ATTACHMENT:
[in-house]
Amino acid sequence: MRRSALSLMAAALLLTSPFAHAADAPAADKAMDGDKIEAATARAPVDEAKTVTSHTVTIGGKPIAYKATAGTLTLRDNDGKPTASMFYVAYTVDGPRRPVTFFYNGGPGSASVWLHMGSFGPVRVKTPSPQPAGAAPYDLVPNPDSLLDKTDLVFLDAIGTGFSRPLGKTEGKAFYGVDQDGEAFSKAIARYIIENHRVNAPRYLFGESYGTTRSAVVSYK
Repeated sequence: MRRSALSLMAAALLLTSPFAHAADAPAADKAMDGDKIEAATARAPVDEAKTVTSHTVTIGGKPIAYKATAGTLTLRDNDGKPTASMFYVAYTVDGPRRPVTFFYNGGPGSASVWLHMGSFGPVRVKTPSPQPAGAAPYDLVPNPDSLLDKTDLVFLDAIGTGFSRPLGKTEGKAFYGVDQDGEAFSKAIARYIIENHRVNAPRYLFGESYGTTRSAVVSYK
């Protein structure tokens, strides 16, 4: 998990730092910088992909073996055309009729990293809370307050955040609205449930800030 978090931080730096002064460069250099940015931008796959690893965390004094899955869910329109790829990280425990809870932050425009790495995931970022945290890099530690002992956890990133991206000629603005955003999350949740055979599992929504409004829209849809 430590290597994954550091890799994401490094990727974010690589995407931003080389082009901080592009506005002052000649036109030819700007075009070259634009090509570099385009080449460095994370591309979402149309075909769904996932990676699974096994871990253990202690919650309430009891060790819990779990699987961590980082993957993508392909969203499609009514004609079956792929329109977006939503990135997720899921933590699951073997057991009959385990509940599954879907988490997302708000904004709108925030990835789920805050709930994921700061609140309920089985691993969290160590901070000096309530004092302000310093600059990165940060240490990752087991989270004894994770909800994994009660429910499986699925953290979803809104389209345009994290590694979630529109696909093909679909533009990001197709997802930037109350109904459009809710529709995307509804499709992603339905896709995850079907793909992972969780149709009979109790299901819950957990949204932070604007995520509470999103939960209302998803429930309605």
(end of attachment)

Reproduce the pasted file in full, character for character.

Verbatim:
[in-house]
Amino acid sequence: MRRSALSLMAAALLLTSPFAHAADAPAADKAMDGDKIEAATARAPVDEAKTVTSHTVTIGGKPIAYKATAGTLTLRDNDGKPTASMFYVAYTVDGPRRPVTFFYNGGPGSASVWLHMGSFGPVRVKTPSPQPAGAAPYDLVPNPDSLLDKTDLVFLDAIGTGFSRPLGKTEGKAFYGVDQDGEAFSKAIARYIIENHRVNAPRYLFGESYGTTRSAVVSYK
Repeated sequence: MRRSALSLMAAALLLTSPFAHAADAPAADKAMDGDKIEAATARAPVDEAKTVTSHTVTIGGKPIAYKATAGTLTLRDNDGKPTASMFYVAYTVDGPRRPVTFFYNGGPGSASVWLHMGSFGPVRVKTPSPQPAGAAPYDLVPNPDSLLDKTDLVFLDAIGTGFSRPLGKTEGKAFYGVDQDGEAFSKAIARYIIENHRVNAPRYLFGESYGTTRSAVVSYK
């Protein structure tokens, strides 16, 4: 998990730092910088992909073996055309009729990293809370307050955040609205449930800030 978090931080730096002064460069250099940015931008796959690893965390004094899955869910329109790829990280425990809870932050425009790495995931970022945290890099530690002992956890990133991206000629603005955003999350949740055979599992929504409004829209849809 430590290597994954550091890799994401490094990727974010690589995407931003080389082009901080592009506005002052000649036109030819700007075009070259634009090509570099385009080449460095994370591309979402149309075909769904996932990676699974096994871990253990202690919650309430009891060790819990779990699987961590980082993957993508392909969203499609009514004609079956792929329109977006939503990135997720899921933590699951073997057991009959385990509940599954879907988490997302708000904004709108925030990835789920805050709930994921700061609140309920089985691993969290160590901070000096309530004092302000310093600059990165940060240490990752087991989270004894994770909800994994009660429910499986699925953290979803809104389209345009994290590694979630529109696909093909679909533009990001197709997802930037109350109904459009809710529709995307509804499709992603339905896709995850079907793909992972969780149709009979109790299901819950957990949204932070604007995520509470999103939960209302998803429930309605």